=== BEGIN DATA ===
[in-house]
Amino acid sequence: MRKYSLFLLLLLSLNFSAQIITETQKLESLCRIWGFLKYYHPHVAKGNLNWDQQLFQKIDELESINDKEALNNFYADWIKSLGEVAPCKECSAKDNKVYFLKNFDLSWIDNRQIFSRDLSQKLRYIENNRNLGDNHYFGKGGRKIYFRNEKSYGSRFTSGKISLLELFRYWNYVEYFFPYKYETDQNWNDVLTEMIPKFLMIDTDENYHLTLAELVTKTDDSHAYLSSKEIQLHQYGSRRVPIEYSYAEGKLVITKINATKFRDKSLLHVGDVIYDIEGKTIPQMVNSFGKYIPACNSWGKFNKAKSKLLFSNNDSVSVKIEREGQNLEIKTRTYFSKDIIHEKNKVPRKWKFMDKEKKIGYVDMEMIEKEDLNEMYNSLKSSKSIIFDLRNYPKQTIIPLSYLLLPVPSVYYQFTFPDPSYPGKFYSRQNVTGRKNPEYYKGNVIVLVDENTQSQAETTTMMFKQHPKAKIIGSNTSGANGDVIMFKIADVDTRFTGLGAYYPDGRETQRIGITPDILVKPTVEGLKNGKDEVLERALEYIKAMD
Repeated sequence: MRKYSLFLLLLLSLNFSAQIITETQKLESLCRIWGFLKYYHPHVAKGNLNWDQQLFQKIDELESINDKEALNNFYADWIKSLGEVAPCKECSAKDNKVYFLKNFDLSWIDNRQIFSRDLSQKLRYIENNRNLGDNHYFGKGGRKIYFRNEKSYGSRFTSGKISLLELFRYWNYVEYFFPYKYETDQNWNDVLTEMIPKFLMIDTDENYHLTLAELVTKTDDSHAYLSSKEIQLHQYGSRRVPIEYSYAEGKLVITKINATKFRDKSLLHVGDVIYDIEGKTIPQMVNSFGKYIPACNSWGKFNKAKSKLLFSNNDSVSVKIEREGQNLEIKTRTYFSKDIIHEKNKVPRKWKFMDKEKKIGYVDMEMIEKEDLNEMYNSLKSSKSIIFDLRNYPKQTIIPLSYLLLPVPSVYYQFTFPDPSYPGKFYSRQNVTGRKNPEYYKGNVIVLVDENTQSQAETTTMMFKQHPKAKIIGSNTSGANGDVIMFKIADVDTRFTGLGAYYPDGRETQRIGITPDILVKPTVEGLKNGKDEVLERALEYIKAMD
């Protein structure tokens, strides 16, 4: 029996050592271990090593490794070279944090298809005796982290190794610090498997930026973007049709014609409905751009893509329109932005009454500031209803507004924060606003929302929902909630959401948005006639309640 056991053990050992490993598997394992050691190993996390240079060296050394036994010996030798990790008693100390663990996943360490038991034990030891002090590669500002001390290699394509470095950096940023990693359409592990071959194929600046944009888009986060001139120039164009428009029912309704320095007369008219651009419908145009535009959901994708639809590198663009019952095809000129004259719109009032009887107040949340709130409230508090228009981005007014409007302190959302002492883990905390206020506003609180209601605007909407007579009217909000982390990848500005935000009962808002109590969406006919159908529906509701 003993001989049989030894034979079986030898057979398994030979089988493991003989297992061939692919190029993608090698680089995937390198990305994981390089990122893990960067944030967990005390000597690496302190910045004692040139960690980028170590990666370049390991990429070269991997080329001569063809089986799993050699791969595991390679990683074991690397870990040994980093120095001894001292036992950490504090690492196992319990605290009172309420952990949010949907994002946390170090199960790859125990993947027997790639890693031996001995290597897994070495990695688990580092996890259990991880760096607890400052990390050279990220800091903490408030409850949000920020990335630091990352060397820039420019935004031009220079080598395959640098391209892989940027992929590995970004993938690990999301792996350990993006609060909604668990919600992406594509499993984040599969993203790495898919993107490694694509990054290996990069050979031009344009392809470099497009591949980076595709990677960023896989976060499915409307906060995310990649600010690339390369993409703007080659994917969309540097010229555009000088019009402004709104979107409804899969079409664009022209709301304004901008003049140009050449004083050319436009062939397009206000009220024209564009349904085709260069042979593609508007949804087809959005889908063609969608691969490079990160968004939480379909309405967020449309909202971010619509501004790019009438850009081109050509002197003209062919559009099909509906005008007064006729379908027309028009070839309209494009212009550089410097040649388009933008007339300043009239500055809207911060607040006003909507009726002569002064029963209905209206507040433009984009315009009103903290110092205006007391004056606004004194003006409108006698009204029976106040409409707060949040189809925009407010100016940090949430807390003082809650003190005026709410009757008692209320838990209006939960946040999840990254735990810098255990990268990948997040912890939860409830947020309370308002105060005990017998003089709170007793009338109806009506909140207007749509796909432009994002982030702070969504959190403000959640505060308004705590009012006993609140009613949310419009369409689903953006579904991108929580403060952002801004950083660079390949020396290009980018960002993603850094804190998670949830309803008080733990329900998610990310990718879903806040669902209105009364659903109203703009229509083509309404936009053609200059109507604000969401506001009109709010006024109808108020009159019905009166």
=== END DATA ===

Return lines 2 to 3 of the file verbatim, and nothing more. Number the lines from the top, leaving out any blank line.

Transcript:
Amino acid sequence: MRKYSLFLLLLLSLNFSAQIITETQKLESLCRIWGFLKYYHPHVAKGNLNWDQQLFQKIDELESINDKEALNNFYADWIKSLGEVAPCKECSAKDNKVYFLKNFDLSWIDNRQIFSRDLSQKLRYIENNRNLGDNHYFGKGGRKIYFRNEKSYGSRFTSGKISLLELFRYWNYVEYFFPYKYETDQNWNDVLTEMIPKFLMIDTDENYHLTLAELVTKTDDSHAYLSSKEIQLHQYGSRRVPIEYSYAEGKLVITKINATKFRDKSLLHVGDVIYDIEGKTIPQMVNSFGKYIPACNSWGKFNKAKSKLLFSNNDSVSVKIEREGQNLEIKTRTYFSKDIIHEKNKVPRKWKFMDKEKKIGYVDMEMIEKEDLNEMYNSLKSSKSIIFDLRNYPKQTIIPLSYLLLPVPSVYYQFTFPDPSYPGKFYSRQNVTGRKNPEYYKGNVIVLVDENTQSQAETTTMMFKQHPKAKIIGSNTSGANGDVIMFKIADVDTRFTGLGAYYPDGRETQRIGITPDILVKPTVEGLKNGKDEVLERALEYIKAMD
Repeated sequence: MRKYSLFLLLLLSLNFSAQIITETQKLESLCRIWGFLKYYHPHVAKGNLNWDQQLFQKIDELESINDKEALNNFYADWIKSLGEVAPCKECSAKDNKVYFLKNFDLSWIDNRQIFSRDLSQKLRYIENNRNLGDNHYFGKGGRKIYFRNEKSYGSRFTSGKISLLELFRYWNYVEYFFPYKYETDQNWNDVLTEMIPKFLMIDTDENYHLTLAELVTKTDDSHAYLSSKEIQLHQYGSRRVPIEYSYAEGKLVITKINATKFRDKSLLHVGDVIYDIEGKTIPQMVNSFGKYIPACNSWGKFNKAKSKLLFSNNDSVSVKIEREGQNLEIKTRTYFSKDIIHEKNKVPRKWKFMDKEKKIGYVDMEMIEKEDLNEMYNSLKSSKSIIFDLRNYPKQTIIPLSYLLLPVPSVYYQFTFPDPSYPGKFYSRQNVTGRKNPEYYKGNVIVLVDENTQSQAETTTMMFKQHPKAKIIGSNTSGANGDVIMFKIADVDTRFTGLGAYYPDGRETQRIGITPDILVKPTVEGLKNGKDEVLERALEYIKAMD